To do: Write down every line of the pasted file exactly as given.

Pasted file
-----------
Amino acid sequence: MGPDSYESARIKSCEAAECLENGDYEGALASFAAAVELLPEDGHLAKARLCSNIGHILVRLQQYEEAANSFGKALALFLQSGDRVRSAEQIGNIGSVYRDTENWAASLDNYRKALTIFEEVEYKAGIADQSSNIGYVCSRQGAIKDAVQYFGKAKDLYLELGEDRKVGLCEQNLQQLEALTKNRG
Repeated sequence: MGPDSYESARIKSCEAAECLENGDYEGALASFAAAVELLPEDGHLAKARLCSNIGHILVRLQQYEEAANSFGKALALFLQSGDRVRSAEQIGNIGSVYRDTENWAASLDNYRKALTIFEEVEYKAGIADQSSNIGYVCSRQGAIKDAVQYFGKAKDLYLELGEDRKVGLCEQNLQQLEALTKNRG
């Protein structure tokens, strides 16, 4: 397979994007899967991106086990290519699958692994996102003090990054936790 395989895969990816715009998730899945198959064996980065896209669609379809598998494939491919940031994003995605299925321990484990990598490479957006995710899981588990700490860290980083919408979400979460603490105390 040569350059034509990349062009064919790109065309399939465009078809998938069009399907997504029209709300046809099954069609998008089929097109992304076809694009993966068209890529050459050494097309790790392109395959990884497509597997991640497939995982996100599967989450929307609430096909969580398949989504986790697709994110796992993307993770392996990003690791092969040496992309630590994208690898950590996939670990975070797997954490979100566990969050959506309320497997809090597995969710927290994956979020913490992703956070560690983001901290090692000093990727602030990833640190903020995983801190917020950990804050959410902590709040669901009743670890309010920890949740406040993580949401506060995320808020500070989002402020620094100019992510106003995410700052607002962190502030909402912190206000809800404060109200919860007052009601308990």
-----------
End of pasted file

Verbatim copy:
Amino acid sequence: MGPDSYESARIKSCEAAECLENGDYEGALASFAAAVELLPEDGHLAKARLCSNIGHILVRLQQYEEAANSFGKALALFLQSGDRVRSAEQIGNIGSVYRDTENWAASLDNYRKALTIFEEVEYKAGIADQSSNIGYVCSRQGAIKDAVQYFGKAKDLYLELGEDRKVGLCEQNLQQLEALTKNRG
Repeated sequence: MGPDSYESARIKSCEAAECLENGDYEGALASFAAAVELLPEDGHLAKARLCSNIGHILVRLQQYEEAANSFGKALALFLQSGDRVRSAEQIGNIGSVYRDTENWAASLDNYRKALTIFEEVEYKAGIADQSSNIGYVCSRQGAIKDAVQYFGKAKDLYLELGEDRKVGLCEQNLQQLEALTKNRG
């Protein structure tokens, strides 16, 4: 397979994007899967991106086990290519699958692994996102003090990054936790 395989895969990816715009998730899945198959064996980065896209669609379809598998494939491919940031994003995605299925321990484990990598490479957006995710899981588990700490860290980083919408979400979460603490105390 040569350059034509990349062009064919790109065309399939465009078809998938069009399907997504029209709300046809099954069609998008089929097109992304076809694009993966068209890529050459050494097309790790392109395959990884497509597997991640497939995982996100599967989450929307609430096909969580398949989504986790697709994110796992993307993770392996990003690791092969040496992309630590994208690898950590996939670990975070797997954490979100566990969050959506309320497997809090597995969710927290994956979020913490992703956070560690983001901290090692000093990727602030990833640190903020995983801190917020950990804050959410902590709040669901009743670890309010920890949740406040993580949401506060995320808020500070989002402020620094100019992510106003995410700052607002962190502030909402912190206000809800404060109200919860007052009601308990």